MicroRNA-26b inhibits epithelial-mesenchymal transition in hepatocellular carcinoma by targeting USP9X
- Equal contributors
1 Department of interventional Radioloby and Vascular Anomalies, Affilated Guangzhou women and children’s medical center of Guangzhou Medical University, Guangzhou, China
2 Department of general surgery, Guangdong Gerernal Hospital, Guangzhou, China
3 Department of Hepatobiliary Surgery, the second affiliated hospital of Guangzhou Medical University, Guangzhou, China
4 Department of Pediatric Surgery, First Affiliated Hospital of Sun Yat-sen University, Guangzhou, China
5 Department of clinical examination, the second affiliated hospital of Guangzhou Medical University, Guangzhou, China
BMC Cancer 2014, 14:393 doi:10.1186/1471-2407-14-393Published: 2 June 2014
Metastasis is responsible for the rapid recurrence and poor survival of malignancies. Epithelial-mesenchymal transition (EMT) has a critical role in metastasis. Increasing evidence indicates that EMT can be regulated by microRNAs (miRNAs). The aim of this study was to investigate the role of miR-26b in modulating epithelial-mesenchymal transition (EMT) in hepatocellular carcinoma (HCC), as well as to identify its underlying mechanism of action.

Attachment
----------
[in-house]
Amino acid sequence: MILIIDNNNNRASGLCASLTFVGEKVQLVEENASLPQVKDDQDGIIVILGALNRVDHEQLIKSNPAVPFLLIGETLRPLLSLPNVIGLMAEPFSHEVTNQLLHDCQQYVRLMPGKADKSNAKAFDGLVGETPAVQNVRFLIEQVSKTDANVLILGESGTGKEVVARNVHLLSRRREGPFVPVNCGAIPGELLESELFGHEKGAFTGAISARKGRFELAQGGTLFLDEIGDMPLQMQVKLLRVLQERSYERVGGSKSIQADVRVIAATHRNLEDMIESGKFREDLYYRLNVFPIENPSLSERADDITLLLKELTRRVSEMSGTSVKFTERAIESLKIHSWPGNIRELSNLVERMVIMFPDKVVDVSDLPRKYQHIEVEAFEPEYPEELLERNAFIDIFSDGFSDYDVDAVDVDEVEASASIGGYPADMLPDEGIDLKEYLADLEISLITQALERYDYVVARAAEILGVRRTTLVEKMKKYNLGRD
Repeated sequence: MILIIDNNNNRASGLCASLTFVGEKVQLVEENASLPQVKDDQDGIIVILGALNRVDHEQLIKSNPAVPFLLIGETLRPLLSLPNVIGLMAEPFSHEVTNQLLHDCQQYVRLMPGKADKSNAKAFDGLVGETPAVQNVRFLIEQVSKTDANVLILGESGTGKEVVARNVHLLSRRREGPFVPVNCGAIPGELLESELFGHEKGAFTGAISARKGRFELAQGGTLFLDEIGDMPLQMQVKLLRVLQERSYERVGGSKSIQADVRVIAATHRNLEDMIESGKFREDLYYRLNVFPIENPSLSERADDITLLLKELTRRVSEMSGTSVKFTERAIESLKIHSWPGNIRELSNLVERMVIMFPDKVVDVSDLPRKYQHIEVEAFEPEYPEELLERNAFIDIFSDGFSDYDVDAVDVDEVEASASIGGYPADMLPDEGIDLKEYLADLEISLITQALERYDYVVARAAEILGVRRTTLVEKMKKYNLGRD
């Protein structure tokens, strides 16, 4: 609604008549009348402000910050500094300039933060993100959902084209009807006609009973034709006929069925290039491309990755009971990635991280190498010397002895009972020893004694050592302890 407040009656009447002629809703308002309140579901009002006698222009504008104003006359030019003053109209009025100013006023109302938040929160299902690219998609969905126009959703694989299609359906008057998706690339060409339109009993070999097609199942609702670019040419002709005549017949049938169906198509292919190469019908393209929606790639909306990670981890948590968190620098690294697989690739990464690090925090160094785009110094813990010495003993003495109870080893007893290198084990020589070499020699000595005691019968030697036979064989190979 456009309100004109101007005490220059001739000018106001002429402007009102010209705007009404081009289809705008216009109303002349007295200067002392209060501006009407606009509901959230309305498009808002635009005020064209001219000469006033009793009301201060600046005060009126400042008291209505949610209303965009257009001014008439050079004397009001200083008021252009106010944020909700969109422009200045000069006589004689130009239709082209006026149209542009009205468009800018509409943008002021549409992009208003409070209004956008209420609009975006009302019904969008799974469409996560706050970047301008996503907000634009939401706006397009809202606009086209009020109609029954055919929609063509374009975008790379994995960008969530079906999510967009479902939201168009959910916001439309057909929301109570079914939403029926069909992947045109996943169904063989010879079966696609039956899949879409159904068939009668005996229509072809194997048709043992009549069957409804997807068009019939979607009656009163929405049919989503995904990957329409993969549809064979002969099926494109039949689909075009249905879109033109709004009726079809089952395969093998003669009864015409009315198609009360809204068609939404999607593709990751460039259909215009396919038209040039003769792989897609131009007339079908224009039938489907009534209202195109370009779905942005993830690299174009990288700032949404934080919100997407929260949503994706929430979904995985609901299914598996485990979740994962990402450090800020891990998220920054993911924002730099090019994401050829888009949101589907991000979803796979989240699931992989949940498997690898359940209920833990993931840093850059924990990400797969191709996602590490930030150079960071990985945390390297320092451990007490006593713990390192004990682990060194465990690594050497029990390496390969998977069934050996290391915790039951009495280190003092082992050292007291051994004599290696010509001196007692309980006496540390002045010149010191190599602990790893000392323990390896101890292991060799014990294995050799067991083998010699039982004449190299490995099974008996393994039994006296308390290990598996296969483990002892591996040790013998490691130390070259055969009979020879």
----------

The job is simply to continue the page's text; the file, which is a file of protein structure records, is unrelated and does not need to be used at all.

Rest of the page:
The expression level of miR-26b was assessed in multiple HCC cell lines (HepG2, MHCC97H, Hep3B, MHCC97L, HCCC9810, BEL-7402, Huh7 and QGY-7703), as well as in liver tissue from patients with HCC. Follow-up studies examined the effects of a miR-26b mimic (increased expression) and a miR-26b inhibitor (decreased expression) on markers of EMT, wound healing and cell migration. The molecular target of miR-26b was also identified using a computer algorithm and confirmed experimentally.
MiR-26b expression was decreased in HCC cell lines and was inversely correlated with the grade of HCC. Increased expression of miR-26b inhibited the migration and invasiveness of HCC cell lines, which was accompanied by decreased expression of the epithelial marker E-cadherin and increased expression of the mesenchymal marker vimentin, at both the mRNA and protein expression levels. A binding site for miR-26b was theoretically identified in the 3′UTR of USP9X. Further studies revealed that overexpression of miR-26b repressed the endogenous level of USP9X protein expression. Overexpression of miR-26b also repressed Smad4 expression, whereas its inhibition elevated Smad4 expression.
Taken together, our results indicate that miR-26b were inhibited in HCC. In HCC cell lines, miR-26b targeted the 3′UTR of USP9X, which in turn affects EMT through Smad4 and the TGF-β signaling pathway. Our analysis of clinical HCC samples verifies that miR-26b also targets USP9X expression to inhibit the EMT of hepatocytes. Thus, miR-26b may have some effects on the EMT of HCC cells.